im am on my own lonely have no kids and no love in my life i just can not get motavated and it is true if you have never exprenced the loss of someone so very close its hard it really is thanks mark x

  59. Eri said on February 5, 2015 at 9:26 pm ... #

    I read this over and again.And the words this author uses could never of said it better.This is how it is.I just loss my beloved.Who passed away 2 weeks ago.I dunno what else to say.Just know that this helps.
    Take care all who grieve.May we make it through to the other side till it is our time.


  60. Donna said on February 13, 2015 at 1:13 pm ... #

    I have just read behaviour of the bereaved, thank you Emily, you are spot on. I have recently lost my dear mum. I am all over the place, on a roller coaster & I want to get off but can’t. I know I have to ride this train as I lost my dearest dad 16 years ago & I kind of know what to expect only it all seems so different. I am the eldest of 4. I am sooo blessed to have some fantastic understanding friends but the thing I can’t get to grips with is people ignoring me. Some of the people at work have totally blanked me, it’s like I’ve got something catching & it’s the people who I thought were friends. Some have even gone about with me like nothing has happened & when I don’t smile or laugh at their jokes, I get ‘oooh whats up with you then?’ I understand it can be hard for people to say something to me through fear of upsetting me but they won’t, it hurts much, much more being ignored or being expected to forget or even feel guilty for my grief to save their feelings, especially when it’s so recent.I feel that by saying something, rather than nothing to the bereaved makes one feel that their grief has been acknowledged and that, to me, means a lot.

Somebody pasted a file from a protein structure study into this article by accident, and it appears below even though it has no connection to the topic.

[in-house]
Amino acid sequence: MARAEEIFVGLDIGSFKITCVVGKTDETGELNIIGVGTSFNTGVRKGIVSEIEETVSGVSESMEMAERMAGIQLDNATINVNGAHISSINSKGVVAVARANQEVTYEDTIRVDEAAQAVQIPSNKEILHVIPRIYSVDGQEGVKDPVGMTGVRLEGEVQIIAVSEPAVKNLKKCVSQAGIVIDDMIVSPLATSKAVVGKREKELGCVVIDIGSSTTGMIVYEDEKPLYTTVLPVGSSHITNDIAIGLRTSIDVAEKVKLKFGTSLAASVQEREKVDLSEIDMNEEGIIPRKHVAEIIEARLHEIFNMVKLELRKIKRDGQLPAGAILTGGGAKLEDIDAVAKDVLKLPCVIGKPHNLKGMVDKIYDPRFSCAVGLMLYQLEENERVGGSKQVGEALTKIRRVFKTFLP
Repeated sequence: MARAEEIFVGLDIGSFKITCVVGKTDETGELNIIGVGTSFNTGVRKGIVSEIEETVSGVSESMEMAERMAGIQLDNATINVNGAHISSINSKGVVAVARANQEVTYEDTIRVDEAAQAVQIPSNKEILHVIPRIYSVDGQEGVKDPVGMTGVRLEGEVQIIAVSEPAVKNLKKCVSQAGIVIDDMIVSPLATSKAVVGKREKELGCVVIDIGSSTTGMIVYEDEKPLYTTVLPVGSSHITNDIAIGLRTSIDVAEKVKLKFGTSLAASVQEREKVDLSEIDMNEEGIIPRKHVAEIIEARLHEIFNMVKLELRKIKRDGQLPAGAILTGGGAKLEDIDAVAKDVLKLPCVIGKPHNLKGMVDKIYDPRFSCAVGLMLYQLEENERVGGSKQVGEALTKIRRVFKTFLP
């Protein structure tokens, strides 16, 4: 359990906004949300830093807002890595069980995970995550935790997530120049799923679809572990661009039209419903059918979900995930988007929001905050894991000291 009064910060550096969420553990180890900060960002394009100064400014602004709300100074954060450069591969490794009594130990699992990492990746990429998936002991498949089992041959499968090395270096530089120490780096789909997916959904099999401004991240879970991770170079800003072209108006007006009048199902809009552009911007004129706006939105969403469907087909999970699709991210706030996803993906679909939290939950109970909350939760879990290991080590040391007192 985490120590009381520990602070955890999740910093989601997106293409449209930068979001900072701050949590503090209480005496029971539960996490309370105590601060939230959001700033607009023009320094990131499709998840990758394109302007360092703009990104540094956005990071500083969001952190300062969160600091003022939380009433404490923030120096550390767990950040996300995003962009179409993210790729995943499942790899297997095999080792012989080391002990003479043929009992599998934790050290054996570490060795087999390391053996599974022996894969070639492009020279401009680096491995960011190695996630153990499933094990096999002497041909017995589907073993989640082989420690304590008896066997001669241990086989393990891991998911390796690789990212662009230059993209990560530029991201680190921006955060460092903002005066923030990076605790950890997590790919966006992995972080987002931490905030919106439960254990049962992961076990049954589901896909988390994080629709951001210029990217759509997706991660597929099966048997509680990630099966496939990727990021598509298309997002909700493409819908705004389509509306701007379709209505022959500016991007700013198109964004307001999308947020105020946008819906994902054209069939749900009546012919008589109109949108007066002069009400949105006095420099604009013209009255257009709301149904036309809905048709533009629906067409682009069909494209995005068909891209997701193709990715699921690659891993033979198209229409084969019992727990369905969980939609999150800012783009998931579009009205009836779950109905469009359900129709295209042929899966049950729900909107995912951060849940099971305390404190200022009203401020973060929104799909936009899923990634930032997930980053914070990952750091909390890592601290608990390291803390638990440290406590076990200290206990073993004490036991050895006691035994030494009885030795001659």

My heart & love goes to all of you on here, who have lost their loved ones
    Donna. xxxxxx

  61. Mim said on February 15, 2015 at 2:41 am ... #

    Thank you! I lost my mother nearly 5 weeks ago. What you have said is what I needed to hear. I have a husband and children but I can’t go back to normal. I only discovered how to cry 2 days ago. I’ve been told to hurry my grief along. I have friends who call constantly worried why I’m not calling them back. I’m now being told how worried everyone is by my weight loss, which is making me feel angry – I just lost my mother… what does 5kg matter? I will without gain that back – but never a mother. Thank you for normalizing my bereavement.

  62. tonia dehoyos said on February 28, 2015 at 4:18 pm ... #

    My husband and I lost our three month old daughter to sids a year ago we are still together but we both are still grieving it seems like life will never change or get better I have a huge hole in my heart there are days I can’t even get out of bed there days I want to just die. I have no purpose in this life anymore. I feel let down by god.

  63. sadness said on March 2, 2015 at 5:40 pm ... #

    Just found this and it is so true. After 8 long and lonely years, with a rule of no crying in public, I sobbed my heart out as it read it, because at last I found some one who understood. I am totally alone, no children, no close family and no one I currently know ever met my husband, so how can they begin to understand what I have lost. Nice to know I’m not alone, but still don’t know how to move on, not even sure if I want to.

  64. Eva said on March 5, 2015 at 9:55 pm ... #

    My heart goes out to everyone posting on here. I am a friend dealing with someone who lost a child. I learned a lot from this article and it spoke to me. Thank you.

  65. Donna said on March 8, 2015 at 5:19 am ... #